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ABSTRACT Sep 30
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Naturalistic Models of Society and the Novel Form (NeMLA)

University at Buffalo
Organization: Northeast Modern Literature Association
Event: NeMLA
Categories: Comparative, Literary Theory, Narratology, Aesthetics, Anthropology/Sociology, Cultural Studies, Environmental Studies, History, Philosophy, Science, Miscellaneous
Event Date: 2021-03-11 to 2021-03-14 Abstract Due: 2020-09-30

Abstract
 
This panel will seek to explore the changing relationship between scientific paradigms and society’s self-understanding as it is manifest in the novel form. If the novel itself has functioned as a record of the social imagination—a narrative ideologeme as Jameson describes it – this social imagination often borrowed its models from contemporary natural philosophy and later the social sciences. We see examples of this in Balzac’s use of taxonomical zoology, Sterne’s use of Cartesian “animal spirits,” or Joyce’s phylogenetic process in “Oxen of the Sun.” Some of the questions this panel will ask include: how do naturalistic sociological models help to mediate political and aesthetic theories? How do these models affect stylistic developments? And finally, is the relationship between aesthetics and sociological modeling deterministic or dialogical? The recent trends against strong critical theory– from Best and Marcus, as well as Rita Felski, Rancière, and Bruno Latour—provide exciting potential avenues of research regarding these questions. Should we, as researchers, historicize and critique the role of scientific modeling in constructing an aesthetic work? Or, following Felski and others, should we eschew the “critical sensibility” in order to understand this relationship and our role more creatively? A recent work by French sociologists and literary scholars—Balzac, l’invention de la sociologie – shows that the scientific and aesthetic paradigms often inform or at least inspire each other. We might find that, regardless of our approaches, the lines between the critical, descriptive, and creative are not as clear as they appear at first.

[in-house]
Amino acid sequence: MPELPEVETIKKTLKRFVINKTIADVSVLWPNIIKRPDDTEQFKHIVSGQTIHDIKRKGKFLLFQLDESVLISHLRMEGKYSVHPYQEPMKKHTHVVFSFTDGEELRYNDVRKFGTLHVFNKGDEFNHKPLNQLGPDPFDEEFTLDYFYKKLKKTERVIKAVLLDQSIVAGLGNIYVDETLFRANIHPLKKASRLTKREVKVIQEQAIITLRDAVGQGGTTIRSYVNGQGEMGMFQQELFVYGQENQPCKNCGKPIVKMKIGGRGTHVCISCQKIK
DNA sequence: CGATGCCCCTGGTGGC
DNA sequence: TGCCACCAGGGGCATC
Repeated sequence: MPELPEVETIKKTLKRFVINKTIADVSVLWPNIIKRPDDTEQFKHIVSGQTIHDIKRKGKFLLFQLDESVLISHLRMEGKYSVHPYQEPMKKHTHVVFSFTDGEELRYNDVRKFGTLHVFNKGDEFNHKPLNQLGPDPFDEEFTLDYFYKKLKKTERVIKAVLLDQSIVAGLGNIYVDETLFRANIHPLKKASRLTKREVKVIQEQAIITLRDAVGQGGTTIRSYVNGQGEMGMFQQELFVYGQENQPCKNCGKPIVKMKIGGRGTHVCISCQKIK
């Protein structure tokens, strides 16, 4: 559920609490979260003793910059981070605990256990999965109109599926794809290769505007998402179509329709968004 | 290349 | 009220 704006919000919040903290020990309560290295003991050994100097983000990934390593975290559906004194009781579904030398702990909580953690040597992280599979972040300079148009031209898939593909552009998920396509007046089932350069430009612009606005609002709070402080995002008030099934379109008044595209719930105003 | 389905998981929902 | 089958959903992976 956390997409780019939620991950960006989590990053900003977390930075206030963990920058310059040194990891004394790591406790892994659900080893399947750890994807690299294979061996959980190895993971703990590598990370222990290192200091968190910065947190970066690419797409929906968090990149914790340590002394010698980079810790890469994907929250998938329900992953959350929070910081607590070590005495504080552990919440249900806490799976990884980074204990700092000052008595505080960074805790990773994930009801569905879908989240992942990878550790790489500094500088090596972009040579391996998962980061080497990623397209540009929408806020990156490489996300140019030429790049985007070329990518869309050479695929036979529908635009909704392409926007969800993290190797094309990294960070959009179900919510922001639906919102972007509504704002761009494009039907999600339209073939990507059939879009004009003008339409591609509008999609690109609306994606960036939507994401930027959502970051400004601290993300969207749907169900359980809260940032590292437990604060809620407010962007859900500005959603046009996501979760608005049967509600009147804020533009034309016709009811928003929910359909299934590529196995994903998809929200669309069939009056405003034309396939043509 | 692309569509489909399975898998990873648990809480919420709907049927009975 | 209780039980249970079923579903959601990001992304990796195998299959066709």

Description 
If the novel itself has functioned as a record of the social imagination, this social imagination often borrowed its models from contemporary natural philosophy and later the social sciences. How do naturalistic sociological models help to mediate political and aesthetic theories? How do these models affect stylistic developments? This panel will explore the changing relationship between scientific paradigms and society’s self-understanding as it is manifest in the novel form.
 
Next year's NeMLA conference will take place in Philadelphia from March 11-14, 2021.

The deadline for presentation proposals is September 30, 2020. Submit here: https://www.cfplist.com/nemla/Home/S/18921

nolson@gradcenter.cuny.edu

Nicholas Olson